Unusual Barriers, Finding My Own Path

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One of the most common things that happens when late diagnosed or late discovered autistic or neurodivergent people realize how much neurodivergence has affected their life, is to review their past experiences through a new lens. A new perspective of self is discovered that allows a new lens to be seen on our own past.

Today has been a lot of reflection, self-forgiveness, and gratitude for my massage therapy journey. I don’t say career, it’s a continuous learning journey and practice. Today is the two-year anniversary of opening my own small private practice. Just myself and my clients. My oldest started helping with the front desk and cleaning after graduation this spring. It’s been a combination of wonderful and a struggle to keep going with the unexpected health leftovers from Covid. At the 2-year mark, I’m excited, feeling better, and getting busier. Blessed and Grateful.

I began massage school after my martial artist father was injured. My plan as a 23-year-old single mom was to start a massage career so that I could work and continue to go to college. Massage therapy is not a typical 40-hour-a-week job. Although, I’ve known a few amazing therapists that can and do work 40 hours. Much admiration and respect for those powerhouses. While I had grown up in martial arts, I had no intentions of training or teaching again back then. Getting and keeping a massage job was a challenge for me, in many aspects.

Over 13 years, I worked in spas, massage franchises or clinics, chiropractor’s offices, and travel massage. I quickly realized the spa, luxury, and relaxation massage environment was not for me. Franchises are often an unhealthy environment for most therapists (depending on the owner), and being overworked/underpaid is common. The struggle of juggling the social aspects of co-workers/managers and my clients and therapist relationship while not knowing I’m autistic was often overwhelming. I often left jobs, now knowing I was having a meltdown and being unable to control my emotions. Massage therapy is such an intimate art of bodywork, that not every client is going to feel comfortable with the therapist or their style of work. Pleasing every client is an impossible task for anyone. Add in that neurotypicals can sometimes sense and are off-put by neurodivergent people. They can sense someone is different, but can’t say why, they are just uncomfortable. Sometimes it’s what we say or do, sometimes not. Having a boss or manager to explain when that connection with clients just didn’t click was impossible. I was more comfortable in a therapeutic setting of chiropractic, but also limited in the types of massage modalities I could practice. Not able to use much of what I’d learned.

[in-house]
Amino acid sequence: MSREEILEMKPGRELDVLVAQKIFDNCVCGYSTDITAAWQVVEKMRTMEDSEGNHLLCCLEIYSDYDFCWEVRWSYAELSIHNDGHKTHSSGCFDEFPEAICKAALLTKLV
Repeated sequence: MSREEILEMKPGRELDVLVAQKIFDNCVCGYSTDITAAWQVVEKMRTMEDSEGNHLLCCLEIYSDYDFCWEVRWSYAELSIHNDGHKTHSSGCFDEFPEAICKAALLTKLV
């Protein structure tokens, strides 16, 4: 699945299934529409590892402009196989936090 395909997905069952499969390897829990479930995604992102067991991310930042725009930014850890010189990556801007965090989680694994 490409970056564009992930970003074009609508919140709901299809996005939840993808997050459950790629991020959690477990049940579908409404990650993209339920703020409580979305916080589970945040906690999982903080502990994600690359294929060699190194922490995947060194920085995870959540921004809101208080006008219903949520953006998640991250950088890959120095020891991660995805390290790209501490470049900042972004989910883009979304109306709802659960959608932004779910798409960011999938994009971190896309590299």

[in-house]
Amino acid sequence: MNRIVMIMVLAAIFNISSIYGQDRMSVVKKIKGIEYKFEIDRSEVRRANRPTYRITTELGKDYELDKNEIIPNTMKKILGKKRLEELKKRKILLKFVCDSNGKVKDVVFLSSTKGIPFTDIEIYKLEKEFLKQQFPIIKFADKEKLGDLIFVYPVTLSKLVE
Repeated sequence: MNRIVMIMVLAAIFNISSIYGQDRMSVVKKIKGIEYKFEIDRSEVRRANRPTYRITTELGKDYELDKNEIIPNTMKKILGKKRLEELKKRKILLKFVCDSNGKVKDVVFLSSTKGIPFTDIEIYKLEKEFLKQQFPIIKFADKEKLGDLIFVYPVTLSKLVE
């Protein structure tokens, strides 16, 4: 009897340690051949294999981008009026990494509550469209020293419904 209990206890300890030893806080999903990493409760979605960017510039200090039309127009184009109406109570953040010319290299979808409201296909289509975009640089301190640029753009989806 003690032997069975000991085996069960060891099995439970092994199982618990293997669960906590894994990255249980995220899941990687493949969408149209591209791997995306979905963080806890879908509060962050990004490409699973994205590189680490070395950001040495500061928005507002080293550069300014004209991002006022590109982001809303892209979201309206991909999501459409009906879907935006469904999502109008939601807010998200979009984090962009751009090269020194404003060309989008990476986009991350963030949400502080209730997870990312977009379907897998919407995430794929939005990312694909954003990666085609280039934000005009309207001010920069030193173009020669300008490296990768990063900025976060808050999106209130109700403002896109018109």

I didn’t know I had face blindness back then. Putting names and faces together has always been a struggle, my whole life. Masks have been a blessing to those of us who struggle with this šŸ™‚ People are uncomfortable when you don’t visually recognize them. My vision issues this year haven’t helped, but with only my clients coming in, it’s helped with this issue a lot. I remember people, just usually by other facts about their life or their muscular issues. Names, faces, not so much and I do try.

Today, I’m forgiving myself for the social lapses or struggle to live up to the expectations of others. I forgive myself for not being able to cross unusual barriers that I couldn’t even see. I’m grateful for the clients who’ve found me or will find me. I really can’t express in words how much appreciation I have for those who helped me get here. Self-employment and private practice for 2 years now. It’s hard to believe.

As I said at the beginning, massage isn’t a career for me but a learning journey and practice. It’s always baffled me that American cultures have either stigmatized or placed luxury on bodywork and massage. Growing up in martial arts, I received different types of bodywork as a teenager. Even acupuncture cupping on my knee by a Korean Grandmaster. In many Asian and Indian cultures bodywork is more normalized as therapeutic. Bodywork is pretty normal in my little family. T, my oldest, was 3 when I went to massage school. She would massage Grandpa’s good foot/ankle, while I worked on the injured one. Massage dry cupping became a family favorite when I took CEU classes during the shutdown. N, the young one, struggles to get bodywork. He’s touch-sensitive so we have to find what works for him. Cupping does and he enjoys chiropractic when we make it. Helping my little family with aches, pain, stress, and more these past 15 years has been the biggest blessing of all.

After finishing up at work today, we cleaned everything and remade the table. Me: “Okay, I’m going to go wash up, you get on the table.” T: “What for?” Me: “I don’t know, what do we get on massage tables for?” T: “Okay mom, I’m tired” Me: “You want hot stones? you have to clean them?” T: “Yes.” It was a really wonderful way to finish my first two years. I knew she was exhausted and overdue. And as proven, has been napping since we’ve been home.

I still plan on that Ph.D. in psych, been in the works for 10 years already. But my massage therapy journey isn’t over. I still have more modalities to practice, more to learn, and more people to help with my hands.

Like many things in life, finding a massage therapist that uniquely fits you is important. Have you ever tried massage therapy? Do you have any questions you’d like to ask a practicing LMT? Many people are still hesitant to try it or uncomfortable with touch but don’t know the options available. Although I’ve seen it evolve some to a therapeutic atmosphere these last 10 years. Please feel free to comment or email if you’d prefer privately. I’ll respond.

Wishing you peace and a release of stress today,

Becca Dove

The Holistic Autistic


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